The New Bo Peep In ‘Toy Story 4’ Is The Tough, Independent Heroine The Franchise Has Been Missing

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She hasn't been seen in this universe since Toy Story 2, but, according to the filmmakers, the new and improved Bo Peep (voiced by Annie Potts) is hugely important to the storyline and the themes of Toy Story 4. The next chapter in the mega-successful animated film franchise hits theaters on June 21, catching fans up with Woody, Buzz, and friends, introducing some brand new characters, and in Bo's case, reacquainting us with some overlooked ones. Andy's sister Molly's porcelain lamp isn't living the child's bedroom life anymore, and during a visit to Pixar Animation Studios this spring, Bustle learned how the movie's fiercely independent heroine is going to challenge everything Woody knows.

"We wanted to really stay true to who she was, because there’s no point to giving the audience — the world — a brand new character. We could have just done that with any toy," Story Artist Carrie Hobson says, explaining that the process of redefining Bo began with looking at everything that had come before for her. "The limitations were that we just saw so little of her [in past movies], but taking those as seeds of ideas. You saw that she had this way of poking at Woody, and she would call him out on things. And then we saw that she was sarcastic and that they had a history together."

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In the first Toy Story 4 trailer, we see that Woody runs into Bo mid-adventure — as he and art-project-turned-toy Forky (a new character voiced by Tony Hale) are trying to return to Bonnie — and that she hasn't been claimed by a child for quite awhile. (Yes, the film does explain exactly how she left Andy and Molly's house to begin with.) Her life as a "lost toy" is one that she's chosen, and her contentment with that new normal throws Woody, who's always believed that toys like him exist to make children happy. But that doesn't mean that Bo's got it all figured out either.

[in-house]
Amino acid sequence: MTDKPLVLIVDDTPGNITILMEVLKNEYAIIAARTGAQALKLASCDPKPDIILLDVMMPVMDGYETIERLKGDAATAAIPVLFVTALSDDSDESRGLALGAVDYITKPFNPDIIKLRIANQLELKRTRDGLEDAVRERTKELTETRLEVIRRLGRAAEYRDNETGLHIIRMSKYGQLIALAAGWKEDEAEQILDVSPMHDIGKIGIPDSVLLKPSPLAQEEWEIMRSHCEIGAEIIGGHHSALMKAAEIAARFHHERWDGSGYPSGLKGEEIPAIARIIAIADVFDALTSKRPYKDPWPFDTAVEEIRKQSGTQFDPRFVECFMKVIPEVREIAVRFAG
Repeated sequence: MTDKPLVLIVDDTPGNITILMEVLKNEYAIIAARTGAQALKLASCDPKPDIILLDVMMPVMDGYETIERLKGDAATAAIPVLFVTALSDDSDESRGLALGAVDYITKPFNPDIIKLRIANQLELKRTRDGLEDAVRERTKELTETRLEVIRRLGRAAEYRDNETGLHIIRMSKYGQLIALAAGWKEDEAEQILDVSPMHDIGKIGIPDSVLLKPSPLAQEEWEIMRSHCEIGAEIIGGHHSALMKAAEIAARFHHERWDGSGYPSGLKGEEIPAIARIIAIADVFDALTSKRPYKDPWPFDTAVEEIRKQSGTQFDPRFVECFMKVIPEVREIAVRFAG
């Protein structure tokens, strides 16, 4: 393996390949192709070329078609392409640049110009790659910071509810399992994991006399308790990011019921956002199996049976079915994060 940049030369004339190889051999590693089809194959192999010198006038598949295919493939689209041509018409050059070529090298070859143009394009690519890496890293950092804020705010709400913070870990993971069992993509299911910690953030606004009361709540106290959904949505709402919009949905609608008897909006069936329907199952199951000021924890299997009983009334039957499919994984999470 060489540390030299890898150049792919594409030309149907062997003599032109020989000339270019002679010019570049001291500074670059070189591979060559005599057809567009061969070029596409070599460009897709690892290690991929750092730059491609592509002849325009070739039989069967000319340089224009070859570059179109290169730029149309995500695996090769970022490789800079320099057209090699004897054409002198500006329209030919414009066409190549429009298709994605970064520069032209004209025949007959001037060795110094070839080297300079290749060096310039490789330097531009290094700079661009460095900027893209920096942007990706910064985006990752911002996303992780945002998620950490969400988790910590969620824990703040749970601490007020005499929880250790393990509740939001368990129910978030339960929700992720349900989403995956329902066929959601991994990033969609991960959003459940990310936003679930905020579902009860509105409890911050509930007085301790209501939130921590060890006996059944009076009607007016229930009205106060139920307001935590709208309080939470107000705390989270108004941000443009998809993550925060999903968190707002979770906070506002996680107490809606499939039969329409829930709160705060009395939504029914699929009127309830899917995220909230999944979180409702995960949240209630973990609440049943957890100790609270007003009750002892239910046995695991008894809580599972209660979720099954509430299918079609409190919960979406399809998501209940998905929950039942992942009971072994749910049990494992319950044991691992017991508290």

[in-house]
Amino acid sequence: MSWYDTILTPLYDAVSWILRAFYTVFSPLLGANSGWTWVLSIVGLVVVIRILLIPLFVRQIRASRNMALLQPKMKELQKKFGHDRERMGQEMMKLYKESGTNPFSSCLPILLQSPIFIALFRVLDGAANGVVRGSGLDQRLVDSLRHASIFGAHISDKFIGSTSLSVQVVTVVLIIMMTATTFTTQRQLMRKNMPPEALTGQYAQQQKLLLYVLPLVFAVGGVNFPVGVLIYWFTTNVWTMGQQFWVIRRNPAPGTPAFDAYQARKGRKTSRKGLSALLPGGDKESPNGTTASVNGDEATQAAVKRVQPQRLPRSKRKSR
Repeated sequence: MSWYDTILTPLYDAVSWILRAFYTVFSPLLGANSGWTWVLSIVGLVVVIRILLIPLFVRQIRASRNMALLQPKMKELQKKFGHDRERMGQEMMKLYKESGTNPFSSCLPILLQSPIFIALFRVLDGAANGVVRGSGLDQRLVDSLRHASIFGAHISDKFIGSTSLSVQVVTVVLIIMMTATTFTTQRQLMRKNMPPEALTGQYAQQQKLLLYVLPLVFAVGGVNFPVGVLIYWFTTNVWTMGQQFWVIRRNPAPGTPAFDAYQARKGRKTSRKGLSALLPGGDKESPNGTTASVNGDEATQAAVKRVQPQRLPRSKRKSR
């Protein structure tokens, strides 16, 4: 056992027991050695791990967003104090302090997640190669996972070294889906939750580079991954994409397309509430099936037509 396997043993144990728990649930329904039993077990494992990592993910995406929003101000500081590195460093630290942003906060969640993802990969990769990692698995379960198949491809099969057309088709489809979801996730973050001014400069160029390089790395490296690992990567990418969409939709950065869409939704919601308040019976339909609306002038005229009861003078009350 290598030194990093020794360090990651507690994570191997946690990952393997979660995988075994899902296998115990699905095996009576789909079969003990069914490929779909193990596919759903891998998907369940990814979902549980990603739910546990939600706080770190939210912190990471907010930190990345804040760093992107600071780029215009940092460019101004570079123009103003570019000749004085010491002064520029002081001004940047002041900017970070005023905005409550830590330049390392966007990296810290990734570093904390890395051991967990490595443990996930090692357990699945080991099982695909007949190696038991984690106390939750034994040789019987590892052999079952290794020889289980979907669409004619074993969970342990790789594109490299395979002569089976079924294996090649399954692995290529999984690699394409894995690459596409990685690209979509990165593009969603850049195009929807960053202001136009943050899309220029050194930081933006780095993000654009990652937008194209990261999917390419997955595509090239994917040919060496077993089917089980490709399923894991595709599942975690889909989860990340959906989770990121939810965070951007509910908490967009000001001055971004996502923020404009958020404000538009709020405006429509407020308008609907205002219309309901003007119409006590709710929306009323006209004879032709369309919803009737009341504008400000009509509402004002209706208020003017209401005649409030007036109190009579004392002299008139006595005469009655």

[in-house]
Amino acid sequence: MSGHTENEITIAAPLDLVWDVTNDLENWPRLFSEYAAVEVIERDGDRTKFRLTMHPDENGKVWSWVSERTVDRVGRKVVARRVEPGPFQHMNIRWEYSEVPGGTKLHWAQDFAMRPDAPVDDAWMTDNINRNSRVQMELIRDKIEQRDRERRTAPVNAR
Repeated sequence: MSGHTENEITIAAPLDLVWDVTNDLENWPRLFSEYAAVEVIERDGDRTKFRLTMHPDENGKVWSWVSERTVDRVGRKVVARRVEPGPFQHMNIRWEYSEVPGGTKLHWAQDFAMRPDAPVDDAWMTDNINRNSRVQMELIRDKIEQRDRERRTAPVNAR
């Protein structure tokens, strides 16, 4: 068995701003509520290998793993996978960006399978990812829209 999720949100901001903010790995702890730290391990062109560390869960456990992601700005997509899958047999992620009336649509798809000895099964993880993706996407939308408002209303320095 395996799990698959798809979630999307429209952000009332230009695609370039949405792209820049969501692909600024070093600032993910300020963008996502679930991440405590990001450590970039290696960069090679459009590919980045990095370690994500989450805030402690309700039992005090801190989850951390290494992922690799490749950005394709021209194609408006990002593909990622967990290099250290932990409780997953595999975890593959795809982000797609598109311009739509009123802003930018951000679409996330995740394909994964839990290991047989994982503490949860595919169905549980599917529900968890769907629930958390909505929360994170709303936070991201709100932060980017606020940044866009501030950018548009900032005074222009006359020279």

"Her greatest strength is her flaw," Hobson continues. "So she’s gotten tough and she’s had to be out there in the world and do things her own way and play on her own terms which is great, but then also as a result of that, sometimes people do get a little shut off in letting people back into their life."

During a press conference, producer Mark Nielsen confirms that Bo "absolutely has her own arc" beyond her reunion with and impact on Woody, though the romantic implications of their push-and-pull relationship are still there. Director Josh Cooley says that the Toy Story series is "built upon" the idea that "everything has a purpose" — and Bo has found one that directly contradicts with Woody's.

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Nielsen even says that the movie was "kind of code-named 'Peep'" at the studio, such is the size of her role. And across departments, a group within Pixar came together as "the Bo team," to shepherd the re-development of the character in all aspects. Getting the look of the new Bo involved tons of research and brainstorming. The team studied aging porcelain to see how and where to add tiny cracks in her paint job; they looked to gymnast Aly Raisman and Dancing With The Stars pro Sharna Burgess to influence her movement.

In keeping to the already established characteristics of Bo, the team wanted her to be strong and athletic enough to thrive in the dangerous life she enjoys, but still retain her femininity. As you probably noticed in the trailer, she's no longer sporting her full skirt — at least not in the traditional way. Instead, she uses it as a cape, a bag, or a parachute — whatever the situation requires. Her staff is also multi-purpose, and the animators watched videos of bo staff martial artists, spear throwers, and monkey staff performers to decide how she might handle it.

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While many of the members of the Bo team that we meet are women, the team isn't exclusively such. "It could be natural that women are drawn to lead a female character like Bo," Directing Animator Becki Tower says. "But it’s also really refreshing to know that artists of all kinds can embody and take over characters all different ways."

"I think that’s the joy of animation — that we are getting to create fish or robots or whatever we want and that we get to be the voices of these and hopefully connect to people in ways they don’t expect," Hobson adds.

In her newly expanded position in the Toy Story world, the hope is that Bo will do just that. Whether she convinces Woody to abandon everything he knows and join her freewheeling existence remains to be seen.